What if talking about vaginas could create a seismic shift in our conversation about women and leadership?
What would happen in our world if we all started talking about how amazing vaginas are?
I think about these things—and not simply because I have one.
I think about it as the mother of two sons.
I think about it because I’m partnered with a man.
I think about it when I work with women leaders.
I think about it when a jacked-up pick up truck goes by and a guy says, “he must have a small penis.”
Can you imagine if we said things like that about women and our vaginas? Did you see that Lexus she drove? I bet she’s got a REALLY big vagina….
I think about it a lot, actually. But before today, I’ve not actually had the courage to talk about it.
Let me ask you this: when was the last time YOU talked about vaginas?
What about penises, hhmmm? I dunno about you, but it’s noteworthy how frequently I toss those (dick, prick, dink, weiner…) into daily conversation, considering I carry a vagina on my body at all times…
That’s my training showing. I have been taught that my vagina is like Voldemort in Harry Potter, s(he) who shall not be named.
I was watching Parenthood on Hulu the other day with my teenaged son and there was this scene where a young girl ran up to her parents on the playground and asked if she had a vagina.
Apparently she had just learned her best friend had one…so naturally SHE wanted one.
(side note: we don’t really talk about vagina envy in our society, do we? Hurumph.)
Anyway, this little girl’s parents got all flustered when she asked them—the mom nervously looking at the dad and the dad looking back at the mom with obvious discomfort. Clearly embarrassed, they answered her question…at which point the girl SQUEALED with delight and ran back to tell her friend:
I HAVE A VAGINA, TOO!!!!
Now her parents were really mortified. Such a scene! So inappropriate for the playground! What would people say? (sigh)
What followed in the show was a series of heartbreaking moments, where this child was asking completely natural and really obvious questions about how and where babies come from and her parents were all like, um…..ah…..well….ya see…..um…..
I hit pause on the remote, looked at my 15 year-old son and said:
I look forward to the day when everyone talks about vaginas as amazing and remarkable…because they are.
Like the women who possess them.
I mean, think about it.
Raise your hand if you came into this world THROUGH A VAGINA.
(imagine an entire stadium or theater with hands raised high right now…and quick: what’s the expression on their faces as they do it?)
Embarrassed to admit it?
Surprised at the sheer number of hands?
Mortified that they’d be asked that in a public arena?
What does a vagina have to do with anything?
My point exactly.
If we ALL CAME THROUGH ONE…shouldn’t it have EVERYTHING to do with us?
Sure, some of us might not have come through a vagina into this world, but I betcha the INTENTION was to come through a vagina…and for whatever reason it didn’t work out that way or go according to plan.
But seriously…how ODD that more of us aren’t talking more often about vaginas?
This is something we ALL share as humans…regardless of our nationality, race, gender identity, religion, sexual orientation, career choices or political beliefs.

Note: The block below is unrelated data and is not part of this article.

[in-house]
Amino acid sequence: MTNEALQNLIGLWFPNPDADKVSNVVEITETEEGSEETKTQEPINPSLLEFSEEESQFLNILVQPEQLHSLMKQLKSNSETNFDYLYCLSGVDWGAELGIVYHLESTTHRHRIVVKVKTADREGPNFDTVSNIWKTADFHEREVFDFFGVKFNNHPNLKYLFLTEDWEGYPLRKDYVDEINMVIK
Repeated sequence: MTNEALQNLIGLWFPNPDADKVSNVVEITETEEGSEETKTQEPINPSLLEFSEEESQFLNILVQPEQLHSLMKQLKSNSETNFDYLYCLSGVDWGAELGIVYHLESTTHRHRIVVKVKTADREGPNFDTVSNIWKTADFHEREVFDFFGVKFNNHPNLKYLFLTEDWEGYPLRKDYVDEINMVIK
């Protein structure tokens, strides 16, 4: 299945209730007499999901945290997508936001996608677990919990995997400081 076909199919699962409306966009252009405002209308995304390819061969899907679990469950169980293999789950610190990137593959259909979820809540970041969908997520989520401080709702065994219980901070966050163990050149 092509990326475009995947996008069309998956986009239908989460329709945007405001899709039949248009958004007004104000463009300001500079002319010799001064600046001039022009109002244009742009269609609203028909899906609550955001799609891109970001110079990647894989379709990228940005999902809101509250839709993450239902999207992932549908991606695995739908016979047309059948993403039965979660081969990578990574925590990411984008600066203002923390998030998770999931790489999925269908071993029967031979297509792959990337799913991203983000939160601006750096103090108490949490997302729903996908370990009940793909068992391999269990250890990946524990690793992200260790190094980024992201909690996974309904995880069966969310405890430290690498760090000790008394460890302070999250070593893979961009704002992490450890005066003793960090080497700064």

What ELSE can you say that about, hmm?
What if VAGINAS were our universal language and no one knew how to speak it?
I think about these things. Which makes me annoying at a dinner party, but still….
Think about it.
It’s one of the most basic and universal facts about human beings.
You don’t need a degree in astrophysics or HTML coding to talk about it.
It’s everywhere, actually. But you won’t see it unless you look for it.
- In her books Love Your Lady Landscape and Witch: Unleashed, Untamed, Unapologetic, Lisa Lister writes about the vagina as a source of our power as women, inviting us to name and reclaim what we carry with us everyday—as a means to “re-member” ourselves to wholeness so we can both heal and lead with our full power.
- What do you think was the inspiration for world renowned artist, Georgia O’Keefe? Those weren’t just beautiful flowers…oh my goodness, they’re vaginas!? AND, here’s a contemporary push back from the Tate on how that has been a cliche diminishing her work (read: you can’t be taken seriously if your work is about vaginas…)
- Playwright and activist Eve Ensler (now known as V) wrote The Vagina Monologues, which was performed in 140 different countries, in 48 different languages and heralded as one of the “best American plays” because of its worldwide impact.
- Contemporary artist Ranier Amiel Wood in her Vulvére Project, paints large and stunningly beautiful portraits of vaginas, essentially channeling a woman’s essence onto a very large canvas in a moment of radical vulnerability…storytelling, healing, and art.
- Sonya Renee Taylor in her poem Your Body is Not an Apology, uses the written word to weave a tapestry between our individual experiences and our collective liberation—as a means of radical self love.
- Regena Thomashauer (aka Mama Gena) has dedicated her entire life to helping re-introduce women to their birthright of our bodies, and the untapped pleasure—and power—that lives within us. In her most recent book: Pussy: A Reclamation, she writes about the unconscious conditioning we have in our Western culture by not offering a common name to describe that which is most essentially feminine about us.
- There was a fabulous—and horrifying—New York Times article on the absurdity of half the world having a clitoris, but hardly any doctors have studied it…in fact they completely ignore it (and it’s devastating to women’s health).